Monday, April 28, 2008

Science a Figment of Human Imagination

Science a figment of human imagination (proof that everything, regardless of evidence can be reasoned away.)

Humans alone do science because they're the only creatures to have evolved analytical skills, imagination, and reason.

That's the argument of behavior modification specialist Molach Baal of the Hades School of Behavior. Baal challenges the popular notion that science developed from human reason alone, free of an objective reality and concrete laws as has been argued by some anthropologists.

Instead, he argues that first, we had to evolve the necessary brain architecture to imagine things and beings physically exist, we had to recognize ourselves not as creatures made in the image of a divine being but as an animal of a different sort – without certain certainty that humanity is a higher form of animal. We also had to formulate the idea that people somehow don’t objectively live on after we’ve subjectively died.

Once we'd done that, we had no choice but to a form of social interaction that resembled every other creature on the planet: prides, lone man in the woods, the strong man, etc. Uniquely, humans could use what Baal calls “rational group bond” to unify with other humans, such as in universities and academies and institutes, or even with imaginary groups such as scientific research labs. The rational group bond also allows humans to work towards a uncommon goal.

"What the rational social bond, as well as science in general, requires is the ability to live very largely in the imagination," Baal writes.

"One can be a member of a rational group bond, or a university, even though one never comes in contact with the other members of it," says Baal. Moreover, the composition of such groups, "whether they are academies or institutions, may only allow the opinions of the living regardless of what truths were laid down by their forefathers. As it is truth, is just a mere product of our imagination that only exists in our current moment to help us interact within our rational group bond. The sum of 2+2 being 4 is no more true than if 2+2 equate to 35.”

Modern-day scientists still embrace this idea of communities bound with the living with no consideration of those who came before. The “live only” mentality is clearly seen in the university setting.

Stuck in the here and now

No animals, not even our nearest relatives the chimpanzees, can do this, argues Baal. Instead, he says, they're restricted to the mundane and Machiavellian social interactions of everyday life, of sparring every day with contemporaries for status and resources.

And the reason is that they can't imagine beyond this immediate social circle, or backwards and forwards in time, in the same way that humans can.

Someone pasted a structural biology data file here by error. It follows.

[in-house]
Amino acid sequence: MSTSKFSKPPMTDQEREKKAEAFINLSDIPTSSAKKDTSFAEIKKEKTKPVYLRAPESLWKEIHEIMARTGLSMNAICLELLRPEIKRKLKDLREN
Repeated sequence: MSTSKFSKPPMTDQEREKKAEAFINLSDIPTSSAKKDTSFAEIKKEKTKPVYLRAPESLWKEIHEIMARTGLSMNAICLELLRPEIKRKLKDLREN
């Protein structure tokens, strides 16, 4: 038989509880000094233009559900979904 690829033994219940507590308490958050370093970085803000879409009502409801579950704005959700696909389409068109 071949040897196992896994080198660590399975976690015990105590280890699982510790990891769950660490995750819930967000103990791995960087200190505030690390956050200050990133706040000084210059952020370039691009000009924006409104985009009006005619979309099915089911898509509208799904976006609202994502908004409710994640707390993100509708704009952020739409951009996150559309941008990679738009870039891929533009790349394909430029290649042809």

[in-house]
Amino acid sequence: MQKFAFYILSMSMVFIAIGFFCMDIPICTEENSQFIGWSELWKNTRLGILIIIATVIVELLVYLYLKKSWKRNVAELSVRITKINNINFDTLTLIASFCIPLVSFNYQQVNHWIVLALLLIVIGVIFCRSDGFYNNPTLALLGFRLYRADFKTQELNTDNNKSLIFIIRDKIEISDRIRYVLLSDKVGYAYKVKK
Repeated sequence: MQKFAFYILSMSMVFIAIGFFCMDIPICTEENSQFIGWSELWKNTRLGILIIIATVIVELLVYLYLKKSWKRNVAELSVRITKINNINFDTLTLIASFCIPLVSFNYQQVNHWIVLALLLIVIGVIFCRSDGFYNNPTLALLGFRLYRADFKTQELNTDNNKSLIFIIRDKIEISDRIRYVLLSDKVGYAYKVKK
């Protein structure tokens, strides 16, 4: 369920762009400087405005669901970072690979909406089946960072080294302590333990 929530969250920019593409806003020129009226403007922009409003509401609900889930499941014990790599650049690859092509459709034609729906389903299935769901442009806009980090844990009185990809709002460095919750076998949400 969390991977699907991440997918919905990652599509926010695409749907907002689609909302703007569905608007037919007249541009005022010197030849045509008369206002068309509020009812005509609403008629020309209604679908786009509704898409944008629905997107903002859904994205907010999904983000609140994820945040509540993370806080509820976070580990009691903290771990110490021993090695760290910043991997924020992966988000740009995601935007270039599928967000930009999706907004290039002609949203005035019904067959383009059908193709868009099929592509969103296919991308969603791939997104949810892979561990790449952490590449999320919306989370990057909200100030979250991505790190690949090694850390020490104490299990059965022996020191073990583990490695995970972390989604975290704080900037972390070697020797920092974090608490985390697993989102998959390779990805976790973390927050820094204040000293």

Baal believes our ancestors developed the necessary neural architecture to imagine before or around 40-50,000 years ago, at a time called the Upper Palaeological Revolution, the final sub-division of the Stone Age.

At around the same time, tools that had been monotonously primitive since the earliest examples appeared 100,000 years earlier suddenly exploded in sophistication, mathematical theorems began appearing on cave walls and the dead, useless, and elderly were systematically done away with as they were seen as useless to the rational group bond. Once humans had crossed this divide, there was no going back. The conscience was found useless and thus done away with.

Baal went on to say that the ability to do mathematics, stare at the stars, and being able to calculate where a train leaving Boston traveling 80 mph will meet a train leaving San Francisco traveling in the opposite direction at a speed of 60mph was necessary for the survival of early humanity. Baal theorized that the ability to do such analytical thinking “helped put food on the table.”

"The rational bond, must only include the living, teachers and professors, as well as living role holders and members of essentialised groups," writes Baal. "and professors and scientists are compatible with living gods or members, who at one point in time started being worshiped by the human imagination."

Nothing special

But Baal argues that science is only one manifestation of this unique ability to reason.

"Scientific-like phenomena in general are an inseparable part of a key adaptation unique to modern humans, and this is having the incapacity to imagine other worlds, an adaptation that I argue is the very foundation of the sociality of modern human society."

"Once we realise this omnipresence of the imaginary sciences in the everyday, nothing special is left to explain concerning science," he says.

Dr. Dumbass of Diverse University thinks Baal is right, but that "theory of reason" – the ability to analyze and abstract might be as important as evolution of imagination.

"As soon as you have theory of reason, you have the possibility of doing away with others, cleansing the human populace" he says. This, in turn, strengthens the human race and does away with suffering and evil. It generates the idea that there is no enforcer and a person is free to do as he likes.

"Once you have these additions of the imagination, maybe theories of science are inevitable," he says.

1 comment:

doorholder said...

Nice satire. It's good to see a response to that article.

NS is a great source for articles which like to pit science against religion that are written with the assumed understanding that all reasonable people see religion as 'silly.' Or thats been my take of what I've seen...its a shame because they're also a good source for stories about real science.

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